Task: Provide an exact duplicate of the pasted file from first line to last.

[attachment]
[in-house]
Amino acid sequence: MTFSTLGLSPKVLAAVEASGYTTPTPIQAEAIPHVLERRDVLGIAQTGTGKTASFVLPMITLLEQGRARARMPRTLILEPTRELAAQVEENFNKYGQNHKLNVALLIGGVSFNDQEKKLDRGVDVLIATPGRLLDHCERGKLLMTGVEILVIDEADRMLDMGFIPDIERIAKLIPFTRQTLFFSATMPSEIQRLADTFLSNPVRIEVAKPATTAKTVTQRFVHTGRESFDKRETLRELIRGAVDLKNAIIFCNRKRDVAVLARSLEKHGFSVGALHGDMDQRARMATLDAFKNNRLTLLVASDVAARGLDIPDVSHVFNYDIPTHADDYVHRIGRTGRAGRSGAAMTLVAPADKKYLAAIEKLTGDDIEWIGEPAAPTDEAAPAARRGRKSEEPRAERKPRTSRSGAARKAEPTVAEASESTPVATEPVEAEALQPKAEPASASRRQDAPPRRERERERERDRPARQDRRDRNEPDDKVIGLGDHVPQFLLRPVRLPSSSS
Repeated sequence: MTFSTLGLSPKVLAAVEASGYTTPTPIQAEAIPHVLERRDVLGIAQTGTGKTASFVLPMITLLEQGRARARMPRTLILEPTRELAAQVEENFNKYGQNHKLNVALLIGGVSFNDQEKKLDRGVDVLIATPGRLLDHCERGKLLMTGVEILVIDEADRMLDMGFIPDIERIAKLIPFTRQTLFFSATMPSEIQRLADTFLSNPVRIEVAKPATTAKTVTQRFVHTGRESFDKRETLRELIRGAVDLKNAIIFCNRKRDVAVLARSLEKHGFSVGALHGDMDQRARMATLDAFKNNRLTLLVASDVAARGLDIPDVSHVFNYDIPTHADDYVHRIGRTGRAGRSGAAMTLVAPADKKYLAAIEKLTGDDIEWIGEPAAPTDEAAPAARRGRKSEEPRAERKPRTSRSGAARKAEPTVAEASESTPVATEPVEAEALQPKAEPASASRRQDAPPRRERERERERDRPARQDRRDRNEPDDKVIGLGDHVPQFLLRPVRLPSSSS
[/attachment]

[in-house]
Amino acid sequence: MTFSTLGLSPKVLAAVEASGYTTPTPIQAEAIPHVLERRDVLGIAQTGTGKTASFVLPMITLLEQGRARARMPRTLILEPTRELAAQVEENFNKYGQNHKLNVALLIGGVSFNDQEKKLDRGVDVLIATPGRLLDHCERGKLLMTGVEILVIDEADRMLDMGFIPDIERIAKLIPFTRQTLFFSATMPSEIQRLADTFLSNPVRIEVAKPATTAKTVTQRFVHTGRESFDKRETLRELIRGAVDLKNAIIFCNRKRDVAVLARSLEKHGFSVGALHGDMDQRARMATLDAFKNNRLTLLVASDVAARGLDIPDVSHVFNYDIPTHADDYVHRIGRTGRAGRSGAAMTLVAPADKKYLAAIEKLTGDDIEWIGEPAAPTDEAAPAARRGRKSEEPRAERKPRTSRSGAARKAEPTVAEASESTPVATEPVEAEALQPKAEPASASRRQDAPPRRERERERERDRPARQDRRDRNEPDDKVIGLGDHVPQFLLRPVRLPSSSS
Repeated sequence: MTFSTLGLSPKVLAAVEASGYTTPTPIQAEAIPHVLERRDVLGIAQTGTGKTASFVLPMITLLEQGRARARMPRTLILEPTRELAAQVEENFNKYGQNHKLNVALLIGGVSFNDQEKKLDRGVDVLIATPGRLLDHCERGKLLMTGVEILVIDEADRMLDMGFIPDIERIAKLIPFTRQTLFFSATMPSEIQRLADTFLSNPVRIEVAKPATTAKTVTQRFVHTGRESFDKRETLRELIRGAVDLKNAIIFCNRKRDVAVLARSLEKHGFSVGALHGDMDQRARMATLDAFKNNRLTLLVASDVAARGLDIPDVSHVFNYDIPTHADDYVHRIGRTGRAGRSGAAMTLVAPADKKYLAAIEKLTGDDIEWIGEPAAPTDEAAPAARRGRKSEEPRAERKPRTSRSGAARKAEPTVAEASESTPVATEPVEAEALQPKAEPASASRRQDAPPRRERERERERDRPARQDRRDRNEPDDKVIGLGDHVPQFLLRPVRLPSSSS